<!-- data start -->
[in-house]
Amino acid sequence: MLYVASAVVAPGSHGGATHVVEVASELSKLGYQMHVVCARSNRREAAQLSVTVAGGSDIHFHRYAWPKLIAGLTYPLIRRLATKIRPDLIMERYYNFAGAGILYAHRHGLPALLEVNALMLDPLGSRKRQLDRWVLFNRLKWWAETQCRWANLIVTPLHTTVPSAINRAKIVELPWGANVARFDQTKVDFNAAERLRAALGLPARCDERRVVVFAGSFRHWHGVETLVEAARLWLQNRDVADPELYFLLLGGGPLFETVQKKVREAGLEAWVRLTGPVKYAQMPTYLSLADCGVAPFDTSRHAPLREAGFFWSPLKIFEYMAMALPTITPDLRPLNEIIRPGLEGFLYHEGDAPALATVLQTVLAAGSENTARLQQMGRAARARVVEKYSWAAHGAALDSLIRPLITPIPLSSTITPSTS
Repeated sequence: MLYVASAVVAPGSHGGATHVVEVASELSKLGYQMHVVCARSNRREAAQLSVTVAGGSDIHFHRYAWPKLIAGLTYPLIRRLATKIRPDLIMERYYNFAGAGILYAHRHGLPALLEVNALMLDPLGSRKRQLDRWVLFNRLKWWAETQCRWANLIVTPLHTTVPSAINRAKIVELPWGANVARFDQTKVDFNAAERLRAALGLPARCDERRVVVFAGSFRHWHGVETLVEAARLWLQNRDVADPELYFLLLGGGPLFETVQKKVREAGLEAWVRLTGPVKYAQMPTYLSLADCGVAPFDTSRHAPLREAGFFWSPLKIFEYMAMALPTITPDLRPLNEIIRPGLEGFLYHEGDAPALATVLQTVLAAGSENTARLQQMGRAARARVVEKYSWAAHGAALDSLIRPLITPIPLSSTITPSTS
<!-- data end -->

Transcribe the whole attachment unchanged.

[in-house]
Amino acid sequence: MLYVASAVVAPGSHGGATHVVEVASELSKLGYQMHVVCARSNRREAAQLSVTVAGGSDIHFHRYAWPKLIAGLTYPLIRRLATKIRPDLIMERYYNFAGAGILYAHRHGLPALLEVNALMLDPLGSRKRQLDRWVLFNRLKWWAETQCRWANLIVTPLHTTVPSAINRAKIVELPWGANVARFDQTKVDFNAAERLRAALGLPARCDERRVVVFAGSFRHWHGVETLVEAARLWLQNRDVADPELYFLLLGGGPLFETVQKKVREAGLEAWVRLTGPVKYAQMPTYLSLADCGVAPFDTSRHAPLREAGFFWSPLKIFEYMAMALPTITPDLRPLNEIIRPGLEGFLYHEGDAPALATVLQTVLAAGSENTARLQQMGRAARARVVEKYSWAAHGAALDSLIRPLITPIPLSSTITPSTS
Repeated sequence: MLYVASAVVAPGSHGGATHVVEVASELSKLGYQMHVVCARSNRREAAQLSVTVAGGSDIHFHRYAWPKLIAGLTYPLIRRLATKIRPDLIMERYYNFAGAGILYAHRHGLPALLEVNALMLDPLGSRKRQLDRWVLFNRLKWWAETQCRWANLIVTPLHTTVPSAINRAKIVELPWGANVARFDQTKVDFNAAERLRAALGLPARCDERRVVVFAGSFRHWHGVETLVEAARLWLQNRDVADPELYFLLLGGGPLFETVQKKVREAGLEAWVRLTGPVKYAQMPTYLSLADCGVAPFDTSRHAPLREAGFFWSPLKIFEYMAMALPTITPDLRPLNEIIRPGLEGFLYHEGDAPALATVLQTVLAAGSENTARLQQMGRAARARVVEKYSWAAHGAALDSLIRPLITPIPLSSTITPSTS